Kieran Fisher reviews Squirm & Learn: Death By Shakespeare…
Without writers like William Shakespeare, the comic book medium probably wouldn’t exist. He’s a cornerstone of literature, whether you like his work or not, which you might not if it was forced on you at school. However, his work has either directly or indirectly inspired most storytellers throughout the centuries, and the fact his writing is still being celebrated, read, re-adapted and performed to this day is a testament to his legacy. That being said, Squirm & Learn: Death By Shakespeare is one of the more original tributes you’re likely to find – and certainly one of the funniest.
Dead Canary Comics have garnered acclaim through their diverse output since their inception. From western-horror hybrids such as the haunting Reddin; to raunchy laugh-out-loud satire like the hopping mad Frogman, the independent publisher has quickly established itself as a company to be reckoned with. If you’re a comic book fan, you owe it to yourself to enter their bird-cage and never look back. Now they’ve decided to further demonstrate their versatility even further by releasing an illustrated guide dedicated to all of the deaths in Shakespeare’s entire body of work, just in time to coincide with the 400th anniversary of his passing.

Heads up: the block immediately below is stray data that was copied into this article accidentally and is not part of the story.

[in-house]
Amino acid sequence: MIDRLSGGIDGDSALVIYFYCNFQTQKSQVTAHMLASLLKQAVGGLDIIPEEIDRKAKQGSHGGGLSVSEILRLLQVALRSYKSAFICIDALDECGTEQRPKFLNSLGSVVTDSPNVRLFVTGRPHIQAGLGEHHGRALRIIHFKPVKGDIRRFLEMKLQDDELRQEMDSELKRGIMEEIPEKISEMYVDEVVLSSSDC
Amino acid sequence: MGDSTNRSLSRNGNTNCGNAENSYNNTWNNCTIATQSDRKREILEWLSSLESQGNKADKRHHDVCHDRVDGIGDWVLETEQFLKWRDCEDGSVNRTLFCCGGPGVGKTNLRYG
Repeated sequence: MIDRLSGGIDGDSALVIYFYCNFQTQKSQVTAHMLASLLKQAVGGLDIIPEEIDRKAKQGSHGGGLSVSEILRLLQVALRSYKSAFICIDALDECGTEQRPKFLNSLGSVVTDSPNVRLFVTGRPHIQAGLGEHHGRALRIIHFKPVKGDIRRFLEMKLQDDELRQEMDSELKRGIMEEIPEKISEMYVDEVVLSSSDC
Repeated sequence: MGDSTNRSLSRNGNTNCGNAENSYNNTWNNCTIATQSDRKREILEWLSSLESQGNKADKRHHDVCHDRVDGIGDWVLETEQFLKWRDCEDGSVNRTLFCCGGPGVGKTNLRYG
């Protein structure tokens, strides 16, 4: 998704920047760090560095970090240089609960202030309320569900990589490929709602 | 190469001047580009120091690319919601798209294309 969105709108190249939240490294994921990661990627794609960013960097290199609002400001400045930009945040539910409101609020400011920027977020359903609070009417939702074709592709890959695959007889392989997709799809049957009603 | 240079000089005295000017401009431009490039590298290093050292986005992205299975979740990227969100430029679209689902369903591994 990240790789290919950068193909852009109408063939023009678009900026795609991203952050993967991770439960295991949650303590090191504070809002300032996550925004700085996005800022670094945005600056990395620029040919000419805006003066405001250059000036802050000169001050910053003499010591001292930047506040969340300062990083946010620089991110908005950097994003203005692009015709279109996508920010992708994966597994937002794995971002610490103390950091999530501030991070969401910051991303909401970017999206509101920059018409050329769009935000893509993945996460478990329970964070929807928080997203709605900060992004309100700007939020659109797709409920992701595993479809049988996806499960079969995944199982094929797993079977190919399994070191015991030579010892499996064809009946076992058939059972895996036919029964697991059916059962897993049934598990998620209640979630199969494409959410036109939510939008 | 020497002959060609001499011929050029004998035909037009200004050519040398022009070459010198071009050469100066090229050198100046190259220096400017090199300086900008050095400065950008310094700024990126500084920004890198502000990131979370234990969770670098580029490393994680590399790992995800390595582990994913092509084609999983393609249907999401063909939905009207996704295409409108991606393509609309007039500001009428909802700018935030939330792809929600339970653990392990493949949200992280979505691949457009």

Squirm & Learn: Death By Shakespeare is a walk-through of all the writers macabre moments, with every murder, suicide and death by natural causes included. Naturally, in true Dead Canary fashion, there’s a ghoulish sense of humour imbued throughout, and the quirky animations would give Shakespeare himself a chuckle. It marks the latest collaborative project between Matt Longstaff and Chris Walker, whose sole dedication is to make us laugh and learn as the title would suggest. Here, they’ve succeeded, as this humble writer who isn’t very well versed in Shakespeare’s entire literary catalogue now knows a bit more having read and laughed at this.
This latest release from Dead Canary Comics not only further typifies their unpredictability, but it equals the previous entertaining output the company has released. Matt Longstaff and Chris Walker once again prove to be a dynamic duo of devilish delights, and if this is your introduction to them, you’ll be pleased to meet their acquaintance. You don’t need to know the subject matter it’s referring to in order to enjoy it, but by the time you’ve finished reading it, you’ll know a whole lot more, even if it does focus on the punchlines. So whether you’re already a fan and want to the darker side of his stories presented through gloriously animated visuals, or you’re just looking for the cliff notes and punchlines, then give this a try.
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